Floyd Bledsoe, Richard Jones and I share a unique bond. We were all wrongfully convicted by the state of Kansas. We all served decades in prison together at Lansing Correctional Facility until we were exonerated and released.
Now we are all 41 years old. We are restarting our lives without a dime of support from the state that unjustly imprisoned us.
Floyd and Richard each served 16 years, and I spent 23 years behind bars. We were all innocent.
It is hard to describe the emotional toll of losing that time. I was only a teenager when I was taken from my family. Floyd and Richard could not be there to raise their children. We missed all of the special occasions like birthdays and Christmas, and the simple daily activities that make up a normal life.
No amount of money can give us back those years, but the state can help with our financial hardships. However, Kansas is one of only 18 states in the country without a law to compensate the wrongfully convicted. After everything that the three of us have been through, we are still struggling just to make ends meet.
At our age most people have a career path, retirement accounts and assets, but we are all starting from scratch. Next month I plan to enter college to finish the degree I began in prison. Luckily, a scholarship is going to help pay for my education, but I still have to find a way to afford an apartment, food and clothing.
When Floyd was wrongfully convicted, he lost a good salary as a dairy farmer and had to sell his land and livestock to pay for legal expenses. Since his release, he has found a job, but he still faces financial challenges like getting a car loan without any credit history.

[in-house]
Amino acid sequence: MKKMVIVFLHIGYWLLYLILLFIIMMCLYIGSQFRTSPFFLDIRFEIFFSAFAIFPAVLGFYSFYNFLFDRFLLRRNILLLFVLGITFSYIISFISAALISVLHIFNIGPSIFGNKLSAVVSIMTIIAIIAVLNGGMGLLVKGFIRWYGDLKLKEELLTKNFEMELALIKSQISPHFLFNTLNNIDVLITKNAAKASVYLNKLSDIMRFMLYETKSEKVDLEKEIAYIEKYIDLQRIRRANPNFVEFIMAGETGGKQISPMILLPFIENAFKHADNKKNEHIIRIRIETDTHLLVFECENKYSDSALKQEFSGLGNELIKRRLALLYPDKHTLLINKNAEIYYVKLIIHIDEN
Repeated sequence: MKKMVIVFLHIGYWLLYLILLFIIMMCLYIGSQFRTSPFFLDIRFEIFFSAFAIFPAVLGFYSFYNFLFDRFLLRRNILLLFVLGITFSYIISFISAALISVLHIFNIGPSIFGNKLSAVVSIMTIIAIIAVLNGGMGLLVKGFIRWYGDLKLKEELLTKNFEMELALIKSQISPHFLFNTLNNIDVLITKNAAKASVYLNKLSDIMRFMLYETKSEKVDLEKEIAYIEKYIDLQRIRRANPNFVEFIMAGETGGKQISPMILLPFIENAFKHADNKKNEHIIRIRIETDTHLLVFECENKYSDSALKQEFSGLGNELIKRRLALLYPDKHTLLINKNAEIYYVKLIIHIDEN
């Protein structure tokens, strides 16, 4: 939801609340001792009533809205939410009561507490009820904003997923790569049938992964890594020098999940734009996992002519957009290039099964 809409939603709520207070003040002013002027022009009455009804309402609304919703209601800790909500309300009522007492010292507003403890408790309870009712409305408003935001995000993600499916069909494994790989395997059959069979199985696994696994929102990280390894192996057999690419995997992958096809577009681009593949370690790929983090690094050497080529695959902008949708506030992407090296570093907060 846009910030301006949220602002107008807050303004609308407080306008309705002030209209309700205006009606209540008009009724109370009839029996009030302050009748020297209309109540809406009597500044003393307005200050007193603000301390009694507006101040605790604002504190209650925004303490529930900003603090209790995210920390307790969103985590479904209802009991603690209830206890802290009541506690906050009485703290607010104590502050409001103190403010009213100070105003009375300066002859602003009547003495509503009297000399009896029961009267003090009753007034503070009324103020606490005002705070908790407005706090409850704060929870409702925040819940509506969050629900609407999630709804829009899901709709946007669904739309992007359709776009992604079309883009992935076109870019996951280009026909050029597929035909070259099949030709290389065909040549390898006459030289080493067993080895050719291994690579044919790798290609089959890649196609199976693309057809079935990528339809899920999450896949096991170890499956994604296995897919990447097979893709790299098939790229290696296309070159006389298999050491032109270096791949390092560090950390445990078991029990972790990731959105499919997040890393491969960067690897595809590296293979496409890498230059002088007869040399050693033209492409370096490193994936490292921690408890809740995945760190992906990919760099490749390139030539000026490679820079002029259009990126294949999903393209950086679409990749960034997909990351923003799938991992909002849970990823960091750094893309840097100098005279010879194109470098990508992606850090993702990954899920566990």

Richard is struggling to find employment with a multi-year gap in his resume.
Ironically, had we been guilty, we would be eligible for more support from the state of Kansas, including job training and mentoring programs. Without a state compensation law, our only option is to file a federal civil rights lawsuit against the local government that contributed to our wrongful convictions.
This isn’t an ideal option for anyone. The wrongfully convicted have to meet a very high burden of proving that their cases involved official misconduct and it often takes years of litigation before any money is paid. Taxpayers are ultimately left to pick up the tab for these lawsuits, as they did in 2010 when Riley County agreed to a $7.5 million civil settlement for the wrongful conviction of Eddie Lowery.
A state law with a fixed payment for each year the innocent person spent behind bars would provide consistency and more immediate help for the wrongfully convicted. Kansas lawmakers should look to Texas’ law as a model, which provides $80,000 for each year in prison, or neighboring Colorado, which offers $75,000. The law should also provide us with an official judicial declaration of innocence so there is no confusion for employers and others that we were wrongfully convicted.
In recent years the Kansas Legislature has worked to prevent wrongful convictions by requiring eyewitness identification best practices and recording of suspect interrogations. Now it’s time for the state to finally make things right for the innocent by ensuring we receive the financial compensation we need to rebuild our lives.
Lamonte McIntyre was wrongfully convicted of a 1994 double homicide in Kansas City and was exonerated on Oct. 13. He co-authored this with Tricia J. Bushnell, director of the Midwest Innocence Project.